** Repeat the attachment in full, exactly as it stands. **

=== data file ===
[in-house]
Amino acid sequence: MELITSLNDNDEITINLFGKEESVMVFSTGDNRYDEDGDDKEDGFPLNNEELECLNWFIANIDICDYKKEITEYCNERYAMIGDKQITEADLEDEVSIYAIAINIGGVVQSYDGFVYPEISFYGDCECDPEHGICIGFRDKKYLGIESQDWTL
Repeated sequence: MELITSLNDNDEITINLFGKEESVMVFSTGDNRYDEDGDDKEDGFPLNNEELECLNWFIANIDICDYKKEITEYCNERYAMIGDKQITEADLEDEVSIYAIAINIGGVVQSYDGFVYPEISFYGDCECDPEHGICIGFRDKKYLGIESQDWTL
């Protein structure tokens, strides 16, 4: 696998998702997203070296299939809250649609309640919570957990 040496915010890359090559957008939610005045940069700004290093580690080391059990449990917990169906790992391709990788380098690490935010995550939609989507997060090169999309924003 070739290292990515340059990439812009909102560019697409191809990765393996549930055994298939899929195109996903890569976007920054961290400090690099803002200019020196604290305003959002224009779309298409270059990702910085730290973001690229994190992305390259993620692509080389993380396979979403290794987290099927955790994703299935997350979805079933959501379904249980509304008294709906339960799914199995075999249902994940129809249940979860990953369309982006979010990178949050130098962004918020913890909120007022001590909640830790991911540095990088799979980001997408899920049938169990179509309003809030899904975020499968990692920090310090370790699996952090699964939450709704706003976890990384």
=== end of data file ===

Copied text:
[in-house]
Amino acid sequence: MELITSLNDNDEITINLFGKEESVMVFSTGDNRYDEDGDDKEDGFPLNNEELECLNWFIANIDICDYKKEITEYCNERYAMIGDKQITEADLEDEVSIYAIAINIGGVVQSYDGFVYPEISFYGDCECDPEHGICIGFRDKKYLGIESQDWTL
Repeated sequence: MELITSLNDNDEITINLFGKEESVMVFSTGDNRYDEDGDDKEDGFPLNNEELECLNWFIANIDICDYKKEITEYCNERYAMIGDKQITEADLEDEVSIYAIAINIGGVVQSYDGFVYPEISFYGDCECDPEHGICIGFRDKKYLGIESQDWTL
């Protein structure tokens, strides 16, 4: 696998998702997203070296299939809250649609309640919570957990 040496915010890359090559957008939610005045940069700004290093580690080391059990449990917990169906790992391709990788380098690490935010995550939609989507997060090169999309924003 070739290292990515340059990439812009909102560019697409191809990765393996549930055994298939899929195109996903890569976007920054961290400090690099803002200019020196604290305003959002224009779309298409270059990702910085730290973001690229994190992305390259993620692509080389993380396979979403290794987290099927955790994703299935997350979805079933959501379904249980509304008294709906339960799914199995075999249902994940129809249940979860990953369309982006979010990178949050130098962004918020913890909120007022001590909640830790991911540095990088799979980001997408899920049938169990179509309003809030899904975020499968990692920090310090370790699996952090699964939450709704706003976890990384």